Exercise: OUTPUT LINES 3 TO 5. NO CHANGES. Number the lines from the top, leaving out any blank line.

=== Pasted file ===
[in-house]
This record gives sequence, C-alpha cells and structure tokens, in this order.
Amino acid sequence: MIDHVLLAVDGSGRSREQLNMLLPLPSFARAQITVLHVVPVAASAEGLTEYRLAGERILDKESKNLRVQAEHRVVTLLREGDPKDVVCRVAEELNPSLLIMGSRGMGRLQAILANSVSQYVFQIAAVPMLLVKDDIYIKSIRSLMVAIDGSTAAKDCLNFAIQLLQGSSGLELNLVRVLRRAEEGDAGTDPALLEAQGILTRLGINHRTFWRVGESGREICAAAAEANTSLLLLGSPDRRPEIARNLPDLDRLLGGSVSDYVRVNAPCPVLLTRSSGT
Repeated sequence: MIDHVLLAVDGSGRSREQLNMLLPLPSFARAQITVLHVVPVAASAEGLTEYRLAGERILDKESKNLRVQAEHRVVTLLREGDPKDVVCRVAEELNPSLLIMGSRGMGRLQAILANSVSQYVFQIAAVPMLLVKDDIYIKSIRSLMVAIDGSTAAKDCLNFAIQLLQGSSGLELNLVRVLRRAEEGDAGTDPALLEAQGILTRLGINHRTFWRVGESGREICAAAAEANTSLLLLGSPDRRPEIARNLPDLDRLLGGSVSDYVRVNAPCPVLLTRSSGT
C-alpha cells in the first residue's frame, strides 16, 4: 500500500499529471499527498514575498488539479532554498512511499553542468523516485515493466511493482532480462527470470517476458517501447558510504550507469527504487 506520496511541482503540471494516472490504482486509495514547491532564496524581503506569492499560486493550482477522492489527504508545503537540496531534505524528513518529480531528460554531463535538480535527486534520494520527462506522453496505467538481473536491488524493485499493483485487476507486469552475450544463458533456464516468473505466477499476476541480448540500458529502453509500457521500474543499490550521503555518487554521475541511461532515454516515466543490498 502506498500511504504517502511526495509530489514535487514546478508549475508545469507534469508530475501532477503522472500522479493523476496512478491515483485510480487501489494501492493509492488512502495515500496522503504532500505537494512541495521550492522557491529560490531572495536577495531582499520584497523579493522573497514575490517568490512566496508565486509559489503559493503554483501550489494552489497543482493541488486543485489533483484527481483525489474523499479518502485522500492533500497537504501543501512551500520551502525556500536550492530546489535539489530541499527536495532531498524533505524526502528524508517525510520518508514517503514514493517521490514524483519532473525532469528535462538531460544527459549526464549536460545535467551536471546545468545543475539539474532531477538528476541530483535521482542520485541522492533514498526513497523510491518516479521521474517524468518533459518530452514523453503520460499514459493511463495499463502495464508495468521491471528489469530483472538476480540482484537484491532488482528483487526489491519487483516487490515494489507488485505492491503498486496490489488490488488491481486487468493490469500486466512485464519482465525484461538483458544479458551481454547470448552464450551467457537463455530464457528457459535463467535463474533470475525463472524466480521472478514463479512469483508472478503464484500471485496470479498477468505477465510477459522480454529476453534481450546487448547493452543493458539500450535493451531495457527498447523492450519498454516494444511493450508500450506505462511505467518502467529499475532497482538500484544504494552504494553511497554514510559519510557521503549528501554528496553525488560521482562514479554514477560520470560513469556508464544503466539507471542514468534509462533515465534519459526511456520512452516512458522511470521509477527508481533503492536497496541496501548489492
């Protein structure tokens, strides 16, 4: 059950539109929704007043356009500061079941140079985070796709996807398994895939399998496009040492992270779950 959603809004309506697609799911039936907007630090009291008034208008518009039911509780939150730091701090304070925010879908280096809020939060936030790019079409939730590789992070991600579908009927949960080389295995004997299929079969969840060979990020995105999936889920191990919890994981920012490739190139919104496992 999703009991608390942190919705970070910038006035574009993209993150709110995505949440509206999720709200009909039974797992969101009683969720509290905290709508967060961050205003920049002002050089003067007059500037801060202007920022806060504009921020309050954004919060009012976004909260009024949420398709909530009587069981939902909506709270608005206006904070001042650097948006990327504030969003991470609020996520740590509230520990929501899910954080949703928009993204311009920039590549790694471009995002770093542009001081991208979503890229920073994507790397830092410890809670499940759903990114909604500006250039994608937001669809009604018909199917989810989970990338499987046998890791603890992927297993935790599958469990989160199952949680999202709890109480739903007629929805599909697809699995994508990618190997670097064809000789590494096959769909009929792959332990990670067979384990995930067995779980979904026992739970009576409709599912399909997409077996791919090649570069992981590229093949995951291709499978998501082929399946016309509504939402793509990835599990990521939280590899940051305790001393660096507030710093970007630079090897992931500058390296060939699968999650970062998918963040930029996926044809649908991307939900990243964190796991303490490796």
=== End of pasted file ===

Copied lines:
Amino acid sequence: MIDHVLLAVDGSGRSREQLNMLLPLPSFARAQITVLHVVPVAASAEGLTEYRLAGERILDKESKNLRVQAEHRVVTLLREGDPKDVVCRVAEELNPSLLIMGSRGMGRLQAILANSVSQYVFQIAAVPMLLVKDDIYIKSIRSLMVAIDGSTAAKDCLNFAIQLLQGSSGLELNLVRVLRRAEEGDAGTDPALLEAQGILTRLGINHRTFWRVGESGREICAAAAEANTSLLLLGSPDRRPEIARNLPDLDRLLGGSVSDYVRVNAPCPVLLTRSSGT
Repeated sequence: MIDHVLLAVDGSGRSREQLNMLLPLPSFARAQITVLHVVPVAASAEGLTEYRLAGERILDKESKNLRVQAEHRVVTLLREGDPKDVVCRVAEELNPSLLIMGSRGMGRLQAILANSVSQYVFQIAAVPMLLVKDDIYIKSIRSLMVAIDGSTAAKDCLNFAIQLLQGSSGLELNLVRVLRRAEEGDAGTDPALLEAQGILTRLGINHRTFWRVGESGREICAAAAEANTSLLLLGSPDRRPEIARNLPDLDRLLGGSVSDYVRVNAPCPVLLTRSSGT
C-alpha cells in the first residue's frame, strides 16, 4: 500500500499529471499527498514575498488539479532554498512511499553542468523516485515493466511493482532480462527470470517476458517501447558510504550507469527504487 506520496511541482503540471494516472490504482486509495514547491532564496524581503506569492499560486493550482477522492489527504508545503537540496531534505524528513518529480531528460554531463535538480535527486534520494520527462506522453496505467538481473536491488524493485499493483485487476507486469552475450544463458533456464516468473505466477499476476541480448540500458529502453509500457521500474543499490550521503555518487554521475541511461532515454516515466543490498 502506498500511504504517502511526495509530489514535487514546478508549475508545469507534469508530475501532477503522472500522479493523476496512478491515483485510480487501489494501492493509492488512502495515500496522503504532500505537494512541495521550492522557491529560490531572495536577495531582499520584497523579493522573497514575490517568490512566496508565486509559489503559493503554483501550489494552489497543482493541488486543485489533483484527481483525489474523499479518502485522500492533500497537504501543501512551500520551502525556500536550492530546489535539489530541499527536495532531498524533505524526502528524508517525510520518508514517503514514493517521490514524483519532473525532469528535462538531460544527459549526464549536460545535467551536471546545468545543475539539474532531477538528476541530483535521482542520485541522492533514498526513497523510491518516479521521474517524468518533459518530452514523453503520460499514459493511463495499463502495464508495468521491471528489469530483472538476480540482484537484491532488482528483487526489491519487483516487490515494489507488485505492491503498486496490489488490488488491481486487468493490469500486466512485464519482465525484461538483458544479458551481454547470448552464450551467457537463455530464457528457459535463467535463474533470475525463472524466480521472478514463479512469483508472478503464484500471485496470479498477468505477465510477459522480454529476453534481450546487448547493452543493458539500450535493451531495457527498447523492450519498454516494444511493450508500450506505462511505467518502467529499475532497482538500484544504494552504494553511497554514510559519510557521503549528501554528496553525488560521482562514479554514477560520470560513469556508464544503466539507471542514468534509462533515465534519459526511456520512452516512458522511470521509477527508481533503492536497496541496501548489492